What Is the Future of Technology?

Is Technology God?

What are you initial impressions of Kelly and his ideas? Have you read the book?

Parenting Resource: God’s Technology DVD

If you have kids, work with kids, or work with their parents, I’d like to point you to a great resource for talking to them about technology and faith.

Dr. David Murray (blog), Professor of Old Testament and Practical Theology at Puritan Reformed Theological Seminary put together a 40 minute DVD called God’s Technology: Training our Children to use Technology for God’s Glory. It starts out with a nice balanced, biblical view of technology. In the middle, there is a Did You Know? style set of statistics on social media, and in the later part of the video Dr. Murray offers a set of practical steps to  parents on how they can guide their children in how to use technology.

Here’s the trailer

And here are some reasons to like the video

  1. Dr. Murray is very positive about technology – this is not a doom and gloom video
  2. The video is done very well
  3. It’s only 40 minutes so you can use it at almost any event
  4. The steps he gives are very practical and useful
  5. He encourages parents to build trust in their kids overtime
  6. Dr. Murray is Scottish and therefore awesome

Three Free Copies of Tim Challies “The Next Story: Life and Faith after the Digital Explosion”

As the co-author of 13 words in Tim’s new book, I’m very happy that he, with his skill as a writer, his experience as a web designer, and his deeply informed, discerning faith, wrote the other 60,000.

A Brief Review

That’s the tongue-in-cheek endorsement I wrote for Tim Challies‘ new book The Next Story: Life and Faith after the Digital Explosion (amazon | wtsbooks | Tim’s book page). Tim has indeed put together a helpful, balanced book that addresses a wide range of important questions that Christians must grapple with in today’s social media, always-on, hyper-connected world.

But don’t worry. This isn’t a hit-and-run on Facebook, Twitter, or the iPhone, blaming them for every problem we have today. Tim is a careful thinker who runs one of the most heavily trafficked Christian blogs in the world, and he brings this discernment and experience together to guide believers on they can thoughtfully approach technology.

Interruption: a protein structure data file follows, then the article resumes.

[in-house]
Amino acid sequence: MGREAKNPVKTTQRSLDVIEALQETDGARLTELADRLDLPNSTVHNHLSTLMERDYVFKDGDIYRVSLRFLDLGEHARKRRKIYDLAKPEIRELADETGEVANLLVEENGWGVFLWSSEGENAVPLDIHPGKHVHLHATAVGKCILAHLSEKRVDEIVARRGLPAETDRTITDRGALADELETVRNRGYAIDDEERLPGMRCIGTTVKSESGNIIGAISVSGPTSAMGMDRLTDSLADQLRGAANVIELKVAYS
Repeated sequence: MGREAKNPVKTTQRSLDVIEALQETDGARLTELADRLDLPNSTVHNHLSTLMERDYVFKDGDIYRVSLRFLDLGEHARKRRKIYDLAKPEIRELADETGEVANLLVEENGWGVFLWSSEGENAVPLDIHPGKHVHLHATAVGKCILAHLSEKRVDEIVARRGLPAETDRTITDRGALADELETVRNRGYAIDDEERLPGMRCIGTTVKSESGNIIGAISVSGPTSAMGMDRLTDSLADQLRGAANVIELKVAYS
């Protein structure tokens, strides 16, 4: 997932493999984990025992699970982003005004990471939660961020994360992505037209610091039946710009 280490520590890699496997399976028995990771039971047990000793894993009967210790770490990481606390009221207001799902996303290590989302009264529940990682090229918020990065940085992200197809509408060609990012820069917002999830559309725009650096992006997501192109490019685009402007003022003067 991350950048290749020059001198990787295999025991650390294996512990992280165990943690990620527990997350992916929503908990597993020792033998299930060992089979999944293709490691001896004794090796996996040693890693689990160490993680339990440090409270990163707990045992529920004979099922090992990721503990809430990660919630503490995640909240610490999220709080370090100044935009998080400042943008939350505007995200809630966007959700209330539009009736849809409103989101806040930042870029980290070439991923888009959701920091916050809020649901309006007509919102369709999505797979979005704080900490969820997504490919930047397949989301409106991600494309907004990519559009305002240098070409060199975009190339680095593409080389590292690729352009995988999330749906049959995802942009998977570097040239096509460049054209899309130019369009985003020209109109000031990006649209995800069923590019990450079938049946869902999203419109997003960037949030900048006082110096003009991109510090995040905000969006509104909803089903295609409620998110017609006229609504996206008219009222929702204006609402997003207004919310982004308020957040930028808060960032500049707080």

Throughout the book, Tim offers three lens through which we can view technology: theology, theory, and experience. In the category of theology, Tim applies the timeless wisdom of the Scriptures to the unique challenges we face today. But Tim also draws from the varies theories of technology to help us see things about technology that aren’t always obvious. Finally, Tim is not merely a person who writes critically about technology, he actually uses it everyday, and his experience makes the book helpful and sincere.

The book is laid out in two parts. In part 1, Tim gives an introduction to the way he approaches technology and lays out some basic principles and theory about how technology works. Then in part 2, he applies these ideas to specific areas of life such as communication, community, distraction, information overload, truth and authority, and privacy. At the end of each of these chapters, there are reflective questions for individual readers that will also work well for groups.

If you’re interested in a deeply Christian understanding of modern technology, I’d highly recommend you pick up a copy of Tim’s book.

Note: a few people have asked me how Tim’s book differs from my own, and the short answer is that they emphasize different subject matter and are very complimentary. Tim spends the majority of the book doing deep into issues that we face in the Digital/Information Age, whereas I spent a large portion of mine working through the place of technology in the God’s overall plan of redemption and then apply that to modern issues toward the end of the book.

Three Free Copies

I like Tim’s book so much that I’ve purchased three copies from the Westminster Bookstore to give away. To enter to win the book, leave a comment that includes two things (1) a question or area of life you hope the book will help you better understand, [edit: on second thought, don’t worry about doing this second one. Just leave a comment to enter] (2) a post you liked from this blog (which hopefully favors regular readers).

The last day to enter will be Monday, April 4, 2011.